I logged onto my blog today to do my MFA Summer Residency entry and discovered that I haven't posted since April. While I knew I'd been laying low in blogland while I finished up my second semester work, I had no idea I'd been so negligent. I really must try to do better...especially since I met several people over the past month or two who actually read my blog....people I'd never met. At this residency, I got to have the completely unnerving experience of meeting someone and having them say, "Oh, I know you. I've read your blog." Talk about inequity. This total stranger knows all kinds of stuff about you, and you know absolutely nothing about them. I got over the weirdness, though, and it was pretty cool to know somebody reads this.
Back to the residency. For all those interested (and even if you're not), I am officially halfway through my Master's. Of course, the biggest chunk of work remains, but if I can get through a semester that included a newborn baby, I can survive anything. This term, in addition to my creative work, I will be completing a 25-page critical paper which will serve as the basis for the craft lecture I'll present at the fifth and final residency. After a lot of thinking and some consulting with my faculty mentor (more about him later), I have narrowed the subject matter of my paper (a bit) to an exploration of time and non-linear narratives in the work of fiction writer Lorrie Moore. I'm really excited about my topic since it's something I've been exploring in my smaller critical papers over the last two semesters.
With each semester, I am assigned a new faculty mentor. The first semester it was the amazing Leslie Pietrzyk, and last semester, I had RT Smith (also amazing.) This term I will be working with Robert Olmstead. In addition to meeting with him regarding our semester plans, he also ran the workshop for our half of the fiction group. Allow me to describe the Bob Olmstead fiction workshop experience...no wait, I can't. The man is, for lack of a better word, intense. His insights and advice were spot on, but you'd be hard pressed to find a more deep discussion of the ethics, morals, and philosphies of the characters, stories, etc. Between the laser precision of his story dissection and the hours-long novella (out loud!) readings we did, we all (Bob included) were wiped out every day at the end of our sessions. I feel like I learned so much that I need a little rest before I can really understand how much I learned. And yes, I realize that sentence doesn't make much sense...except maybe to the three other people from my workshop.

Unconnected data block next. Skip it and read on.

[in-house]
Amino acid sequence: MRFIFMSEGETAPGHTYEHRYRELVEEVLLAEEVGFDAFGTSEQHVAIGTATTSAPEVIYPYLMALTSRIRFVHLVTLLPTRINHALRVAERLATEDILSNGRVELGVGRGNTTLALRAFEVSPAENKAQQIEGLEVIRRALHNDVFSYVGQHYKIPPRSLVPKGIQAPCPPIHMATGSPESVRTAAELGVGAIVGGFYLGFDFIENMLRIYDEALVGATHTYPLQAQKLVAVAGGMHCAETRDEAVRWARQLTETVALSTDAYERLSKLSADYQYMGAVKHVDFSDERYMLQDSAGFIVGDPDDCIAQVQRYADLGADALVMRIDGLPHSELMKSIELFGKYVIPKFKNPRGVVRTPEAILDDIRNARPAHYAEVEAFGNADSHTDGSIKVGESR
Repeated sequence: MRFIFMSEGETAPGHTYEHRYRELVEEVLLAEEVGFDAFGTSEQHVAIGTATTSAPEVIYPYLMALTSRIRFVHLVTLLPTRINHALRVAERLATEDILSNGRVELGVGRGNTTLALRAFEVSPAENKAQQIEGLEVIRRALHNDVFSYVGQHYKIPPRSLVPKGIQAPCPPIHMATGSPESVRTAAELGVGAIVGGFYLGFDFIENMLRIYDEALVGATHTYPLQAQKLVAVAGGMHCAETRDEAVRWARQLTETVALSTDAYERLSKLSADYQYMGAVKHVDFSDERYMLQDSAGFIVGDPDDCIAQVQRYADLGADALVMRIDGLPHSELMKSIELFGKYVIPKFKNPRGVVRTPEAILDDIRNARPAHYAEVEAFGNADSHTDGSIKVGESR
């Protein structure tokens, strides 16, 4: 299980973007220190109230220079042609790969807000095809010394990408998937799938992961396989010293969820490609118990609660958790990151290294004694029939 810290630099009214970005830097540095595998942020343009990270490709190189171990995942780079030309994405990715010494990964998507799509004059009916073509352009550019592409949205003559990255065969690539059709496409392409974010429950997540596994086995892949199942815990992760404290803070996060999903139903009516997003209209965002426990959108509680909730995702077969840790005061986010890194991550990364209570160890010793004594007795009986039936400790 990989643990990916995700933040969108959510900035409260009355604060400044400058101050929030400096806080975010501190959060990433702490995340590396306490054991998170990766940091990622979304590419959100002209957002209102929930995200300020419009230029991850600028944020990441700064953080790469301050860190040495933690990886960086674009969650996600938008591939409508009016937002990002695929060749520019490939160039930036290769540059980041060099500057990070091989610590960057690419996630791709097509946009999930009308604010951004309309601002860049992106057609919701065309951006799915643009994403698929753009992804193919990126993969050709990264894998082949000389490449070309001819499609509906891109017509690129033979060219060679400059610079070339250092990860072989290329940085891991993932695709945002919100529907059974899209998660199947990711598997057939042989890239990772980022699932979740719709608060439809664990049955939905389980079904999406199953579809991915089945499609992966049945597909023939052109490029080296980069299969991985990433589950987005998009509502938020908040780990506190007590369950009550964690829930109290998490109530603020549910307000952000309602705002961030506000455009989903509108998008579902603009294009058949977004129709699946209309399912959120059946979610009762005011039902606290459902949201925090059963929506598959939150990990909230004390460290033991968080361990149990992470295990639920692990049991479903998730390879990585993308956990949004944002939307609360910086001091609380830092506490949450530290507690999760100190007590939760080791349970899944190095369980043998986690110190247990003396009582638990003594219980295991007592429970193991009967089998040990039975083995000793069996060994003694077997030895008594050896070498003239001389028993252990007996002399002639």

Residency isn't all work, however. We had readings every night, both faculty and student. Of particular note were Leslie's next installment of her novel in progress (hurry up and finish it so we can READ IT!), Dan Wakefield's touching reading of a chapter from his book-in-progress, and fellow student Kate's AMAZING reading the last night of residency. The great and powerful LUCY ADDISON also made her Converse College MFA program debut on the final night. Alas, she didn't give a reading.
The best part of residency is getting to see all my writing friends. As a writer, you are often isolated from others of similar interests, and so when we get together we all talk like mad to get all the literary fellowship stored up until next time. The process of workshop is intensely personal, and a special bond forms between fellow students as we dissect each other's creations, trying to be helpful while treading lightly on each other's feelings.
Now, it's the hard part - buckling down and doing the work....and maybe remembering to do a blog entry or two.